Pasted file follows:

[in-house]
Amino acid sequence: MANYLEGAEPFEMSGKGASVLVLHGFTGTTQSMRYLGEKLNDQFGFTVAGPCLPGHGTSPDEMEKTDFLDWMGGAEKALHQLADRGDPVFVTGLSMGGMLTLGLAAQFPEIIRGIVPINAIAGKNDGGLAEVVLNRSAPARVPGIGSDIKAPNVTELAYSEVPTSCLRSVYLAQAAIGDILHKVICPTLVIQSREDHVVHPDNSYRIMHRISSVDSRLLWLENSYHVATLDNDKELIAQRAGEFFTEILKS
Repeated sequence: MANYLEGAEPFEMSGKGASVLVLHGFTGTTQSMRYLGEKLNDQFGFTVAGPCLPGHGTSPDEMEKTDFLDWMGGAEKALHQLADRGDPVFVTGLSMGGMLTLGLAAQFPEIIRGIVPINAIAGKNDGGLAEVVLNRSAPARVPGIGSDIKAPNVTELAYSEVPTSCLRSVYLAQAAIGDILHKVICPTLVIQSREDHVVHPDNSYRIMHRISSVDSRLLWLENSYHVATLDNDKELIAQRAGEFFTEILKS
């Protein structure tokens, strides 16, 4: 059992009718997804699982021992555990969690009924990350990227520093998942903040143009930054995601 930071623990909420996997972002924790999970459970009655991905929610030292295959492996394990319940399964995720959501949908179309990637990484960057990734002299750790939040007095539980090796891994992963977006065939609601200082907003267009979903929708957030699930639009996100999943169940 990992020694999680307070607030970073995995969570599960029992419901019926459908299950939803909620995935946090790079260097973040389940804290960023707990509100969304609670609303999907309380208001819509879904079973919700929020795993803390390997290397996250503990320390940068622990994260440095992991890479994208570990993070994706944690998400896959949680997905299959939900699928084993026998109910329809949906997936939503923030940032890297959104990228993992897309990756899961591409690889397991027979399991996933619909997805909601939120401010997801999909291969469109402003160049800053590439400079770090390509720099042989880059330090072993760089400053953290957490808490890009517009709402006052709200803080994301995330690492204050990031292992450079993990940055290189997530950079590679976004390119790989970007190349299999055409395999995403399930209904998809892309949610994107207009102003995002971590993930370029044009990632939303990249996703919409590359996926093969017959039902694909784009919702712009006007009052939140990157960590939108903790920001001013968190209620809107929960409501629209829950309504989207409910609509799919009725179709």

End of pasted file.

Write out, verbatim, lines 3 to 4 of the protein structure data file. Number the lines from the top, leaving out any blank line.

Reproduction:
Repeated sequence: MANYLEGAEPFEMSGKGASVLVLHGFTGTTQSMRYLGEKLNDQFGFTVAGPCLPGHGTSPDEMEKTDFLDWMGGAEKALHQLADRGDPVFVTGLSMGGMLTLGLAAQFPEIIRGIVPINAIAGKNDGGLAEVVLNRSAPARVPGIGSDIKAPNVTELAYSEVPTSCLRSVYLAQAAIGDILHKVICPTLVIQSREDHVVHPDNSYRIMHRISSVDSRLLWLENSYHVATLDNDKELIAQRAGEFFTEILKS
């Protein structure tokens, strides 16, 4: 059992009718997804699982021992555990969690009924990350990227520093998942903040143009930054995601 930071623990909420996997972002924790999970459970009655991905929610030292295959492996394990319940399964995720959501949908179309990637990484960057990734002299750790939040007095539980090796891994992963977006065939609601200082907003267009979903929708957030699930639009996100999943169940 990992020694999680307070607030970073995995969570599960029992419901019926459908299950939803909620995935946090790079260097973040389940804290960023707990509100969304609670609303999907309380208001819509879904079973919700929020795993803390390997290397996250503990320390940068622990994260440095992991890479994208570990993070994706944690998400896959949680997905299959939900699928084993026998109910329809949906997936939503923030940032890297959104990228993992897309990756899961591409690889397991027979399991996933619909997805909601939120401010997801999909291969469109402003160049800053590439400079770090390509720099042989880059330090072993760089400053953290957490808490890009517009709402006052709200803080994301995330690492204050990031292992450079993990940055290189997530950079590679976004390119790989970007190349299999055409395999995403399930209904998809892309949610994107207009102003995002971590993930370029044009990632939303990249996703919409590359996926093969017959039902694909784009919702712009006007009052939140990157960590939108903790920001001013968190209620809107929960409501629209829950309504989207409910609509799919009725179709």